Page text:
If so, then you will be placed in His arms, sorted into good containers, set into a place of safety and rest and eternal peace.
And so now I can say the same, and the opposite, of heaven that I just said of hell. Jesus taught heaven is real. Jesus taught heaven is amazing. And Jesus taught that the reward of heaven is living in the springs of eternal life in the presence of the blessings of God.
All types of sinners from all over the globe, from all times, if they have repented, will be placed in good containers for safekeeping, saved for eternity.
Now don’t think genie and a lamp. You’re not being placed into a container like that. Think streets of gold and clear mountain trout streams.
I have biblical evidence for clear mountain trout streams. Ezekiel 49, and wherever the river goes, every living creature that swarms will live and there will be very many fish, for this water goes there that the waters of the sea may become fresh so everything will live where the river goes, and this river is flowing from the temple of God. The hope of heaven is being gathered into Christ’s fold and resting by the streams of living water. Christ hooks you by the net with His shepherd’s staff, pulls you into the barnyard, pulls you into his fence, placed you under His cover, and this cover is His righteousness which nothing can penetrate. Not one of His children will be stolen. Not one lost.
Believe on the Lord Jesus Christ and on His finished work and you will be ever joyful, what a day of rejoicing that will be as you are gathered into the Lord’s arms as He bears you home, not to eternal destruction, but to eternal life where tears and pain are gone forevermore. Be ever watchful, ever listening for the blessed phrase, “Well done, My good and faithful servant.” Listen for the loud voice that cries “Behold, the dwelling place of God is with man. He will dwell with them and they will be His people and God Himself will be with them as their God.” Or “behold, I am making all things new. It is done. I am the Alpha and the Omega, the beginning and the end. To the thirsty I will give from the spring of the water of life without payment.”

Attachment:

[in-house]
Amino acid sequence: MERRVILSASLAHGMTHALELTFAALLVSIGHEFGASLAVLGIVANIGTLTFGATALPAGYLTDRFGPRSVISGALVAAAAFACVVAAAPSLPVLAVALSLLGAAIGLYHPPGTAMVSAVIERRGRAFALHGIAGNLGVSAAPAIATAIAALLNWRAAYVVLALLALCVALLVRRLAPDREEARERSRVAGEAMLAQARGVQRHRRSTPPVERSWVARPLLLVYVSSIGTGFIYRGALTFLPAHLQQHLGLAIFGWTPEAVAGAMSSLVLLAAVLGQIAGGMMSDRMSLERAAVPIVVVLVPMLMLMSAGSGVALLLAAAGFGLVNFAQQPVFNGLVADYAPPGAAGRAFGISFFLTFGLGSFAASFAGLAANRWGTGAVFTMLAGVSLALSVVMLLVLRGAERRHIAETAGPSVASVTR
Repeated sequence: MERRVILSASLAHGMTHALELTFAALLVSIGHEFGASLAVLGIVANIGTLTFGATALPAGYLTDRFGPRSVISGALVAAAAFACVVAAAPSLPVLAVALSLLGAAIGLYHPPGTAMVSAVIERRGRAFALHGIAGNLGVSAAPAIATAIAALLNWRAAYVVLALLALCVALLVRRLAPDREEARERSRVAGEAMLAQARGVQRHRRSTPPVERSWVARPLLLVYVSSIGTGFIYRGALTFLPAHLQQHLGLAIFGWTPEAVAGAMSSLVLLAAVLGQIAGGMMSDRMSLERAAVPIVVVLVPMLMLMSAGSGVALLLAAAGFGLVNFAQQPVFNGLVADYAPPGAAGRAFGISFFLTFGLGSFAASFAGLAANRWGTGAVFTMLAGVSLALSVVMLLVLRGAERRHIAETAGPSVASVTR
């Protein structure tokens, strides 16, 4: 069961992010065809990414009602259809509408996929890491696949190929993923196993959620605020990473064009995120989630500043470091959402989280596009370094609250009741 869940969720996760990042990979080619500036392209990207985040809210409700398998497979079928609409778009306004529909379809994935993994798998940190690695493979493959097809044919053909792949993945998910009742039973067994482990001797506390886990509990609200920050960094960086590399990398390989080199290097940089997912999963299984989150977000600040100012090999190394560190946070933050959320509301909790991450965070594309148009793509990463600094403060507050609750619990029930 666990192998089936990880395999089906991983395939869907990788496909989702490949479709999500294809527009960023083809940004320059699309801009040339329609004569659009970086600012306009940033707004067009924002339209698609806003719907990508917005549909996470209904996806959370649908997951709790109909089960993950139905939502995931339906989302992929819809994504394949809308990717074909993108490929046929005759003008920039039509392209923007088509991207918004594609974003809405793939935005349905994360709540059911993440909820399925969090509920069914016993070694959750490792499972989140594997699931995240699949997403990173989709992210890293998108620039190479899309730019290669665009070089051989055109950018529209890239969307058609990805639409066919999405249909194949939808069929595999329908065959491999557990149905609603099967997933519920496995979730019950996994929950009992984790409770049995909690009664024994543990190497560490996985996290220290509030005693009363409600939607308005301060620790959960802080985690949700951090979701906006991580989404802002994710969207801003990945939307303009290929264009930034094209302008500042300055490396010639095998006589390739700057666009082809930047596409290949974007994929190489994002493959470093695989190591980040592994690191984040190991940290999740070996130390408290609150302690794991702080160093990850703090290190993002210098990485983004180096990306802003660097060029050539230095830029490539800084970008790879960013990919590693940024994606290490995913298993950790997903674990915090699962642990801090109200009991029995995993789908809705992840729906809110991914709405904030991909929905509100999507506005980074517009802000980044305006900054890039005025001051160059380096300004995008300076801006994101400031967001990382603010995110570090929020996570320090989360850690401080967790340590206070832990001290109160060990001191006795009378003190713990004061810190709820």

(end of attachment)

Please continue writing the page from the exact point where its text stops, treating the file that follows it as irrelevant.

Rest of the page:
In conclusion, number one, be ever watchful to listen and speak well. We’ve already covered that. But thereby be effective in the great ingathering. Ever watchful to listen and speak well.
Number two, be patient and take the long view with all types of sinners. We all need that. And we pray for a haul of good fish that will rival the numbers of the sands on the seashores and the stars in the sky.
Number three, hell is real. Fear and modesty should be something that comes from this passage. Lean upon Christ because the great sorting is coming.
Number four, heaven is real. So lean upon Christ and find the treasure of the hope of heaven.
And finally, be ever watchful. The dragnet is moving. The day is actually closer today than it was yesterday. And it will come like a thief in the night.
Would you pray with me?
O Father, work in our hearts that we might listen and speak and be patient and longsuffering to all those You place around us so that many more might come to know You. Father, I do not ask that you would remove the dread of hell unless it be for the joy of living in the righteousness of Christ and the hope of heaven. And finally Father, as the net moves toward the shower, enthrall our hearts with the hope of heaven and cause us to always be prepared, ever looking, ever watchful, for the day of rejoicing. In the name of Jesus Christ we pray. Amen.